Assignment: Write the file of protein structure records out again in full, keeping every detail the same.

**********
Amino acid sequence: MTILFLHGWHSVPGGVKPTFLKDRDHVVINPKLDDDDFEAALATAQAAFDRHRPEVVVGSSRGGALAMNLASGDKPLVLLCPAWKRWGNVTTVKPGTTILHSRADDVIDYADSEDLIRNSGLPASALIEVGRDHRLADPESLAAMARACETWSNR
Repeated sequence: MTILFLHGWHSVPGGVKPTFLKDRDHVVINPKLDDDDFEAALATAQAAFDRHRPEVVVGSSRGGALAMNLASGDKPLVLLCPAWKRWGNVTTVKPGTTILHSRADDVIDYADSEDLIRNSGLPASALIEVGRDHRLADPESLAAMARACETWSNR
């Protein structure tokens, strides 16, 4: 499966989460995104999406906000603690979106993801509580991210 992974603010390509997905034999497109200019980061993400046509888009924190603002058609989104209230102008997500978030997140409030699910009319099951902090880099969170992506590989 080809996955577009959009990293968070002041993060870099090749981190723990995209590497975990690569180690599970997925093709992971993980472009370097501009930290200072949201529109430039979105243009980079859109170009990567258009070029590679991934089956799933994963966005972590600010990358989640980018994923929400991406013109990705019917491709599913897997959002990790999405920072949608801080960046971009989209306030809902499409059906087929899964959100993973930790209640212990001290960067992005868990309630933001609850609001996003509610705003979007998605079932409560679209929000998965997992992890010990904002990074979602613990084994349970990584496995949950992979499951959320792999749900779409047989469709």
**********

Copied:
Amino acid sequence: MTILFLHGWHSVPGGVKPTFLKDRDHVVINPKLDDDDFEAALATAQAAFDRHRPEVVVGSSRGGALAMNLASGDKPLVLLCPAWKRWGNVTTVKPGTTILHSRADDVIDYADSEDLIRNSGLPASALIEVGRDHRLADPESLAAMARACETWSNR
Repeated sequence: MTILFLHGWHSVPGGVKPTFLKDRDHVVINPKLDDDDFEAALATAQAAFDRHRPEVVVGSSRGGALAMNLASGDKPLVLLCPAWKRWGNVTTVKPGTTILHSRADDVIDYADSEDLIRNSGLPASALIEVGRDHRLADPESLAAMARACETWSNR
């Protein structure tokens, strides 16, 4: 499966989460995104999406906000603690979106993801509580991210 992974603010390509997905034999497109200019980061993400046509888009924190603002058609989104209230102008997500978030997140409030699910009319099951902090880099969170992506590989 080809996955577009959009990293968070002041993060870099090749981190723990995209590497975990690569180690599970997925093709992971993980472009370097501009930290200072949201529109430039979105243009980079859109170009990567258009070029590679991934089956799933994963966005972590600010990358989640980018994923929400991406013109990705019917491709599913897997959002990790999405920072949608801080960046971009989209306030809902499409059906087929899964959100993973930790209640212990001290960067992005868990309630933001609850609001996003509610705003979007998605079932409560679209929000998965997992992890010990904002990074979602613990084994349970990584496995949950992979499951959320792999749900779409047989469709």